Clustering of similar sequences             Proteins = vertices ~ nodes        Sequence similarity relationship = edges22
Clustering of similar sequences23
Advanced methods for protein         (orthology) clustering        Sequence similarity-based            COG (RBH)       ...
Overview methodologies     BBH                               Inparanoid            COG                                 spe...
IV. Resources26
Resources (bis)        Ensembl (Vertebrates)        EnsembGenomes (Metazoa, Protists,         Fungi, Plants & Bacteria) ...
Hands-on        Goal: identify and characterize gene family         members encoding for talin 2 (TLN2)         1.   Sele...
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BITS - Comparative genomics: gene family analysis

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This is the second presentation of the BITS training on 'Comparative genomics'.

It reviews the different methods of investigating sequence homology on the gene family level.

Thanks to Klaas Vandepoele of the PSB department.

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BITS - Comparative genomics: gene family analysis

  1. 1. Comparative genomicsin eukaryotesGene family analysis Klaas Vandepoele, PhDProfessor Ghent UniversityComparative & Integrative GenomicsVIB – Ghent University, Belgium http://www.bits.vib.be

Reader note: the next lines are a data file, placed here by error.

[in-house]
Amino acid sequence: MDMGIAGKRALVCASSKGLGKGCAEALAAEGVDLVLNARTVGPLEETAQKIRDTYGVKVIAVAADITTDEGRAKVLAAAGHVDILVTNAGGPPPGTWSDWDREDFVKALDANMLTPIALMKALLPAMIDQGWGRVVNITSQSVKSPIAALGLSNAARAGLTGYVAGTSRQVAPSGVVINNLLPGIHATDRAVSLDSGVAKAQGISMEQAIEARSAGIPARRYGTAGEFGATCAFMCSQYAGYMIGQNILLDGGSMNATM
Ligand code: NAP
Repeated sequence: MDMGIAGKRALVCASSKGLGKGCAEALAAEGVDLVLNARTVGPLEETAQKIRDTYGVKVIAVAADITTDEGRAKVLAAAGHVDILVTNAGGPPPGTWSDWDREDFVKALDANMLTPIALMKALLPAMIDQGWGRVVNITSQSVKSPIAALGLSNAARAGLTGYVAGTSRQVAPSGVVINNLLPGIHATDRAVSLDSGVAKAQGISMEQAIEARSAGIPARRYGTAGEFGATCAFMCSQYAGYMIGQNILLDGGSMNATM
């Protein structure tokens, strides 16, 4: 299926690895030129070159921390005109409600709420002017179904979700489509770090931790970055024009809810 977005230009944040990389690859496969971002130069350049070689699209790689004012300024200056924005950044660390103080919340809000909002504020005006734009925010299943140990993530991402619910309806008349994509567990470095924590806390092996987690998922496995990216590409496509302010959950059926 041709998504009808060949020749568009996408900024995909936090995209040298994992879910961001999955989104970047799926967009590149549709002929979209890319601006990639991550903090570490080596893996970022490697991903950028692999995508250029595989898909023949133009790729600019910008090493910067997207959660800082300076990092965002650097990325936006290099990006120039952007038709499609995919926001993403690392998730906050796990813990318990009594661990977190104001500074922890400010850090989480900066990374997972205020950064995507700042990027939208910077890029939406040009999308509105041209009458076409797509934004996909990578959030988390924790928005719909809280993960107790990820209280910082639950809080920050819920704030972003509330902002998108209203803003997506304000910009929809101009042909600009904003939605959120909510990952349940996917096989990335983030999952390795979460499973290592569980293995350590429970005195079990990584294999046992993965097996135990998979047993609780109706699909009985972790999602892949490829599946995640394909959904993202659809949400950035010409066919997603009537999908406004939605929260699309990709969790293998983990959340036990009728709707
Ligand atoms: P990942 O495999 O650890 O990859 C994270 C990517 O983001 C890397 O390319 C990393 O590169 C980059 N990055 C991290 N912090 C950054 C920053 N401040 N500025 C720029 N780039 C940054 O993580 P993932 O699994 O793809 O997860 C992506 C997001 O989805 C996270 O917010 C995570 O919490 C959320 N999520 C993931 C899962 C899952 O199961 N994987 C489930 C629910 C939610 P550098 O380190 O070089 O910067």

2. 2. Workflow2
  3. 3. Applications of clustering the proteome(s)  Gene families form the basis for the evolutionary (or phylogenetic) analysis of  Detection of orthologs and paralogs  Gene duplication, family expansions, pseudogene formation and gene loss  Species taxonomies  Horizontal Gene Transfer (HGT)  Evolution of gene structure • Introns • Protein domain organisation & (re)arrangements  Base composition and codon usage3
  4. 4. I. Structural annotation: genome- wide versus family-wise  Rationale family-wise annotation  Since every gene has different (sequence) characteristics and different genes evolve at different rates, using these characteristics to determine homologous gene models will improve the overall structural annotation quality  Properties:  Slow & nearly-manual procedure  High-quality gene models revealing biological novel findings4